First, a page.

Diane Berardi [00:22:52] Oh yeah. I mean they're free spirits. They have energy and they're so alive. And I would imagine that they just brighten up your day, and brighten up the place.
Phil Dacko [00:23:06] Just hearing the little pitter patter on the sidewalk, I find up building.
Robyn Shumer [00:23:12] Do you want to come home with us tonight? [laughing]
Phil Dacko [00:23:17] Why? You need a babysitter? I'll tell you. I'll do it for nothing if the kids are cute.
Diane Berardi [00:23:24] It's great because sometimes, like Robin you said you were you didn't probably know your grandparents or you probably were a little fearful. I remember when my niece first saw my grandfather, and he had a... He was sitting and he had a cane. And they were saying, Katie... Come meet great grandpa. And she was afraid. You know she was afraid. And she was backing up. You know she didn't want to meet him. And so starting out so young and meeting, new grandparents probably, is just a wonderful thing, because then the kids aren't scared. You know because there's so many adults who are scared. People will say to me, Well how do you how could you do that how can you work with the elderly all day or you know why would you do that? People don't realize they're individuals with hearts and they want a hug, too. And I bet you get a lot of hugs from these kids.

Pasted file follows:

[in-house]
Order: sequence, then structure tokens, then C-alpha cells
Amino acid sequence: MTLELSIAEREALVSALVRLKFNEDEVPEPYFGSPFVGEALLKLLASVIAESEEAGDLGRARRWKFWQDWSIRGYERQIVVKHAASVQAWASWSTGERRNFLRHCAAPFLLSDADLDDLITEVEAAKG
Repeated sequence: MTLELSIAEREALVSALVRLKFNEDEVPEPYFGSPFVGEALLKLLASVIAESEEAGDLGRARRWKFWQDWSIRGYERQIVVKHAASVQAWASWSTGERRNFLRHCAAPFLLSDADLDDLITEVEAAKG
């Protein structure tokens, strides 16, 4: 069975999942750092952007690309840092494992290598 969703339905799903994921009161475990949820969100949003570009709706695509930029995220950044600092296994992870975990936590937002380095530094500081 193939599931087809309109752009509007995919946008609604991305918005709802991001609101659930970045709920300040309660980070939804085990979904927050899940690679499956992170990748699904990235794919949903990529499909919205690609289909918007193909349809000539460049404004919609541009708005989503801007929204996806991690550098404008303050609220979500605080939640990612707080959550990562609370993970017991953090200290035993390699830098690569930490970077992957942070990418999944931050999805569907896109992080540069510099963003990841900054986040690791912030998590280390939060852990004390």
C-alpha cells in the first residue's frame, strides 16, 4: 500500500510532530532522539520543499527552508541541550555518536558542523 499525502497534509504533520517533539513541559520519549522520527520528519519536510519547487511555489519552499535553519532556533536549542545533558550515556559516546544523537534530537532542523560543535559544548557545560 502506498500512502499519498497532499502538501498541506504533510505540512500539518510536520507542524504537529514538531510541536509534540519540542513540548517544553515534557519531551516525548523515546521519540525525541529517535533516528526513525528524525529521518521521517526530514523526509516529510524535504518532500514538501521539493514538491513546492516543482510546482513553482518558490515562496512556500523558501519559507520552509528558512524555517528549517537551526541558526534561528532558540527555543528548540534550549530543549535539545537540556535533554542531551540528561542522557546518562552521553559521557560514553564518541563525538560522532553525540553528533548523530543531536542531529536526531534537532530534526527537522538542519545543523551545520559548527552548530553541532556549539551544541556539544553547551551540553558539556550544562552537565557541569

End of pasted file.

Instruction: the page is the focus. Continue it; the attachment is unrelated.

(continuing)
Phil Dacko [00:24:38] I've kind of held back on that, to a degree. In the society we live in and so forth. But yeah, if I had my will, my way, I would grabbed all six of these kids and just give them a great hug together.
Diane Berardi [00:24:56] Yeah I guess it was different a little different when I was growing up. I mean, we could do that.